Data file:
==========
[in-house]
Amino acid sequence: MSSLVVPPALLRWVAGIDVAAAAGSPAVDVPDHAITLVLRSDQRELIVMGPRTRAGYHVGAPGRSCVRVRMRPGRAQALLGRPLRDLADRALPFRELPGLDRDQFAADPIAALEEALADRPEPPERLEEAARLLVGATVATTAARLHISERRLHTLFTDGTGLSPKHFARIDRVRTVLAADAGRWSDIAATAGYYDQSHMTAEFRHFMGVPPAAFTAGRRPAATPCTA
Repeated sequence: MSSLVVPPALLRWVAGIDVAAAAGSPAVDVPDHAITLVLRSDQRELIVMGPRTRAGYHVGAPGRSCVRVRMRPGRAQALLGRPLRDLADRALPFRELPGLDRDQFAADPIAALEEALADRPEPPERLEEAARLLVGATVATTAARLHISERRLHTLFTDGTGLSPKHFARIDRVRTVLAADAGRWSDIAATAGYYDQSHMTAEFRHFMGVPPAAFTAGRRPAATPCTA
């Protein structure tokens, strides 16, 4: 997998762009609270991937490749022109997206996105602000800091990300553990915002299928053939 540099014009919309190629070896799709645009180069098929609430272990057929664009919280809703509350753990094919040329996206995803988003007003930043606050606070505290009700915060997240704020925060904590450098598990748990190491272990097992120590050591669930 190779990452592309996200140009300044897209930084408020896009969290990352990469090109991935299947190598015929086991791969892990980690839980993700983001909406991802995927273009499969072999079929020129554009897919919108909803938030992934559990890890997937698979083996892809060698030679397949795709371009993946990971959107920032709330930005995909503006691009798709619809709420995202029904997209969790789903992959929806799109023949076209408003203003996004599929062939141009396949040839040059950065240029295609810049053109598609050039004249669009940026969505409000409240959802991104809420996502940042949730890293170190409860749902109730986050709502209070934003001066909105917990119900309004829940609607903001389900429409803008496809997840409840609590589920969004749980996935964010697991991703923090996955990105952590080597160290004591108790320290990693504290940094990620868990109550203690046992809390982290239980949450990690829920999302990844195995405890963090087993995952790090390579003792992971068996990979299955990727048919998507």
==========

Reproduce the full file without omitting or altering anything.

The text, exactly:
[in-house]
Amino acid sequence: MSSLVVPPALLRWVAGIDVAAAAGSPAVDVPDHAITLVLRSDQRELIVMGPRTRAGYHVGAPGRSCVRVRMRPGRAQALLGRPLRDLADRALPFRELPGLDRDQFAADPIAALEEALADRPEPPERLEEAARLLVGATVATTAARLHISERRLHTLFTDGTGLSPKHFARIDRVRTVLAADAGRWSDIAATAGYYDQSHMTAEFRHFMGVPPAAFTAGRRPAATPCTA
Repeated sequence: MSSLVVPPALLRWVAGIDVAAAAGSPAVDVPDHAITLVLRSDQRELIVMGPRTRAGYHVGAPGRSCVRVRMRPGRAQALLGRPLRDLADRALPFRELPGLDRDQFAADPIAALEEALADRPEPPERLEEAARLLVGATVATTAARLHISERRLHTLFTDGTGLSPKHFARIDRVRTVLAADAGRWSDIAATAGYYDQSHMTAEFRHFMGVPPAAFTAGRRPAATPCTA
């Protein structure tokens, strides 16, 4: 997998762009609270991937490749022109997206996105602000800091990300553990915002299928053939 540099014009919309190629070896799709645009180069098929609430272990057929664009919280809703509350753990094919040329996206995803988003007003930043606050606070505290009700915060997240704020925060904590450098598990748990190491272990097992120590050591669930 190779990452592309996200140009300044897209930084408020896009969290990352990469090109991935299947190598015929086991791969892990980690839980993700983001909406991802995927273009499969072999079929020129554009897919919108909803938030992934559990890890997937698979083996892809060698030679397949795709371009993946990971959107920032709330930005995909503006691009798709619809709420995202029904997209969790789903992959929806799109023949076209408003203003996004599929062939141009396949040839040059950065240029295609810049053109598609050039004249669009940026969505409000409240959802991104809420996502940042949730890293170190409860749902109730986050709502209070934003001066909105917990119900309004829940609607903001389900429409803008496809997840409840609590589920969004749980996935964010697991991703923090996955990105952590080597160290004591108790320290990693504290940094990620868990109550203690046992809390982290239980949450990690829920999302990844195995405890963090087993995952790090390579003792992971068996990979299955990727048919998507």